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You’re standing behind the curtain, just about to make your way on stage to face the many faces half-shrouded in darkness in front of you. As you move towards the spotlight, your body starts to feel heavier with each step. A familiar thump echoes throughout your body – your heartbeat has gone off the charts.

Don’t worry, you’re not the only one with glossophobia(also known as speech anxiety or the fear of speaking to large crowds). Sometimes, the anxiety happens long before you even stand on stage.

Your body’s defence mechanism responds by causing a part of your brain to release adrenaline into your blood – the same chemical that gets released as if you were being chased by a lion.

Here’s a step-by-step guide to help you overcome your fear of public speaking:

1. Prepare yourself mentally and physically

According to experts, we’re built to display anxiety and to recognize it in others. If your body and mind are anxious, your audience will notice. Hence, it’s important to prepare yourself before the big show so that you arrive on stage confident, collected and ready.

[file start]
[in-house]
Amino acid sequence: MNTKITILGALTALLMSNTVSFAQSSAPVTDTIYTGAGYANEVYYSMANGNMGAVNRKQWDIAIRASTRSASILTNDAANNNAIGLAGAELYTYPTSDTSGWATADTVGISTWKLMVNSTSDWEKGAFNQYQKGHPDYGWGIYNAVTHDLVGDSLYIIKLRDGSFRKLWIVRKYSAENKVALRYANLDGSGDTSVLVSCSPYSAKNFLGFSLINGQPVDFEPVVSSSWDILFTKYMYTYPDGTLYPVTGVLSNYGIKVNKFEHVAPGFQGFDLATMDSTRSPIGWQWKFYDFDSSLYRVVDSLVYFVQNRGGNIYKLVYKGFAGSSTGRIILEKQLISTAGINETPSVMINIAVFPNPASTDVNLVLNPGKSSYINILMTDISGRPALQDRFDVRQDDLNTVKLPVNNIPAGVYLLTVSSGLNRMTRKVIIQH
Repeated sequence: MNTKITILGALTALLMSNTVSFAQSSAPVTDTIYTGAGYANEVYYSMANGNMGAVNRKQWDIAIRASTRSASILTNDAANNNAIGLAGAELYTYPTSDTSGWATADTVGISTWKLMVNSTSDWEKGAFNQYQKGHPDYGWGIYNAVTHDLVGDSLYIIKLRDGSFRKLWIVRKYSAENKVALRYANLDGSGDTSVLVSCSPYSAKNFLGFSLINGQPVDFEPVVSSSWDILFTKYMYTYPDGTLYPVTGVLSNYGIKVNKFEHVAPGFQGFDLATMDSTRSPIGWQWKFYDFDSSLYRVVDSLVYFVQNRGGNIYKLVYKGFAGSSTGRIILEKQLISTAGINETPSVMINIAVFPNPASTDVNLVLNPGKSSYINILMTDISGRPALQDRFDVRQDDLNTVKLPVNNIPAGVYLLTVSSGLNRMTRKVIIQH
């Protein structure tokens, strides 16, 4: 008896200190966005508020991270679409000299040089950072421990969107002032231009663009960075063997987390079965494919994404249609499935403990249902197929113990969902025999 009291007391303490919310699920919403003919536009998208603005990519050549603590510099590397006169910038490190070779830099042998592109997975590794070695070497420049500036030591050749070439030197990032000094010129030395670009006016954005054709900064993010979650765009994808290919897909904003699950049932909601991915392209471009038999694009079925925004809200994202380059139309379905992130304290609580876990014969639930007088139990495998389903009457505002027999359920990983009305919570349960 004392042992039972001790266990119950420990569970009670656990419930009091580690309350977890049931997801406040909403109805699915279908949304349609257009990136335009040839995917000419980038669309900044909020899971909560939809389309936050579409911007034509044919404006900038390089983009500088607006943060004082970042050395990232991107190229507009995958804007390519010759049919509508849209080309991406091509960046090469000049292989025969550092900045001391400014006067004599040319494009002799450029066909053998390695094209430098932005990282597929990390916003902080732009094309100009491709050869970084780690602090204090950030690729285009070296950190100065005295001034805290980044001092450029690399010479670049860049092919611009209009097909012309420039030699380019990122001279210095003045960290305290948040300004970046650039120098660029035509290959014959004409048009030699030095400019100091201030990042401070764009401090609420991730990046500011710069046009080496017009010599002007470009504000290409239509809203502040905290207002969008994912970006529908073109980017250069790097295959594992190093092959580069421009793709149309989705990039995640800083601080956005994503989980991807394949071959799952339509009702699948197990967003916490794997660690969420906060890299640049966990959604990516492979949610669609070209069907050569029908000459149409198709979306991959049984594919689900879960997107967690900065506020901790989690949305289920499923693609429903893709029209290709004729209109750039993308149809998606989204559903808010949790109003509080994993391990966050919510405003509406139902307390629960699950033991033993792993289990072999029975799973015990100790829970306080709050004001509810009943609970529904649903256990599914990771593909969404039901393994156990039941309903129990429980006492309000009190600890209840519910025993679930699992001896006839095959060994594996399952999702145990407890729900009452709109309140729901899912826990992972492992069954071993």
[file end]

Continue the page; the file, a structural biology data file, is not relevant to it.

“Your outside world is a reflection of your inside world. What goes on in the inside, shows on the outside.” – Bob Proctor

Exercising lightly before a presentation helps get your blood circulating and sends oxygen to the brain. Mental exercises, on the other hand, can help calm the mind and nerves. Here are some useful ways to calm your racing heart when you start to feel the butterflies in your stomach:

Warming up

If you’re nervous, chances are your body will feel the same way. Your body gets tense, your muscles feel tight or you’re breaking in cold sweat. The audience will notice you are nervous.

If you observe that this is exactly what is happening to you minutes before a speech, do a couple of stretches to loosen and relax your body. It’s better to warm up before every speech as it helps to increase the functional potential of the body as a whole. Not only that, it increases muscle efficiency, improves reaction time and your movements.